For his own safety and to avoid hampering an ongoing Hawks' investigation into alleged corruption in South African soccer, the court ordered that the referee not be named.

    Prosecutor Louis van Niekerk told the court the investigation was likely to last another two years.

    The referee was testifying in aggravation of sentence in the trial of f Orlando Pirates Soccer Club's former manager Ramakhange Humphrey Setshedi, 54.

    Setshedi has been found guilty of corruptly paying R2000 to a police official posing as the chief referee in the Vodacom soccer tournament in June, 2011, to fix a soccer match.

    On Monday, the prosecutor told the referee testifying was himself a suspect, and faced prosecution.

    At the prosecutor's request, the magistrate told the referee he would be indemnified from prosecution if he answered all questions frankly and to the best of his ability, even if his answers incriminated him.

    At the end of the proceedings, if satisfied with his testimony, the magistrate said she would declare him indemnified.

    Questioned by the prosecutor, the referee said he had often corruptly received money to ensure the outcomes of matches.

    The prosecutor warned the referee to answer only what he was asked, and not to go into detail as this would prejudice the ongoing investigation involving others.

    The referee said the amounts paid to fix a match varied between R3000 and R4500 and were shared among corrupt referees.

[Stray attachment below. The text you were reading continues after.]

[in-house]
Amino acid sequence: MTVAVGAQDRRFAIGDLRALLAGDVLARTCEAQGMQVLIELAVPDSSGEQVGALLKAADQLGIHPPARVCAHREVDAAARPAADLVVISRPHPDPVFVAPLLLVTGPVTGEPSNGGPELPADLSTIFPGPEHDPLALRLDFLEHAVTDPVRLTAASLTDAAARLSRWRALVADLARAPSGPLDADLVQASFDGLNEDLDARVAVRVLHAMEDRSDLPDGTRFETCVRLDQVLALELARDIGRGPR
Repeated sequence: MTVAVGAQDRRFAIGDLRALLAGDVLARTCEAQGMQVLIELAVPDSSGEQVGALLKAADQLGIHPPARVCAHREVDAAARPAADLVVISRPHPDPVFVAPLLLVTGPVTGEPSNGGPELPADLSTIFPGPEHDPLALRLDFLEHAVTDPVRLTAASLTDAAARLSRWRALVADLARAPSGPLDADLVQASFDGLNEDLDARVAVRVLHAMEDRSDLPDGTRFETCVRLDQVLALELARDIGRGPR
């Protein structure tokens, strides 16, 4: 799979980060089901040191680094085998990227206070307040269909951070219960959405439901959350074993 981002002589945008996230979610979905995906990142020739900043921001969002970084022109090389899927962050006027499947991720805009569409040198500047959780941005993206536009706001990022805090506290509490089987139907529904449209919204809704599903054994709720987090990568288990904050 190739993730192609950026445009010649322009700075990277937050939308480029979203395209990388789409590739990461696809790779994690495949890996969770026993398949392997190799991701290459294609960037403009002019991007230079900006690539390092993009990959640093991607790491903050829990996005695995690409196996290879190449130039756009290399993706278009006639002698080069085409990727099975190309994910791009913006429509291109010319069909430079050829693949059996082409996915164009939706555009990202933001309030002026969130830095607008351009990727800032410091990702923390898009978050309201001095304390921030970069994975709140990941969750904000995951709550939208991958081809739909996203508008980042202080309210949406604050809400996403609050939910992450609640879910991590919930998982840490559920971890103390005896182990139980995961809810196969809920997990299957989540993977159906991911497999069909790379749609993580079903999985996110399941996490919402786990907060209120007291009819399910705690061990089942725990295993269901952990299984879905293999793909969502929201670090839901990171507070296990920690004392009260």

He told the court: “In a particular season comprising 30 matches, I received payment from the chief executive of a soccer club for each of the 30 matches.

    “In the next season, I only refereed six of the 30 games, and received a bribe for each of the six matches.”

    He said there were about 18 corrupt referees who received money for fixing matches.

    Setshedi was sent to Cape Town in June 2011, to influence a referee to ensure Mpumalanga Sevutsa Stars won a Vodacom national league game against Ga-Rankuwa United and another against Baroka FC. - Sapa


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  • 02/14/13--06:00: Sona: Will stars foretell?
  • President Jacob Zuma’s horoscope urges him “put on a bold front and pursue your worldly aspiration with full confidence in your ability to attain it”.

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    fla

    OPENING-HOROSCOPE

    PARLIAMENT Feb 14 Sapa

    SONA: WILL STARS FORETELL?

    Whether President Jacob Zuma will consult a horoscope before delivering his state-of-the-nation address on Thursday evening is not known, but both his critics and supporters may well be hoping he does.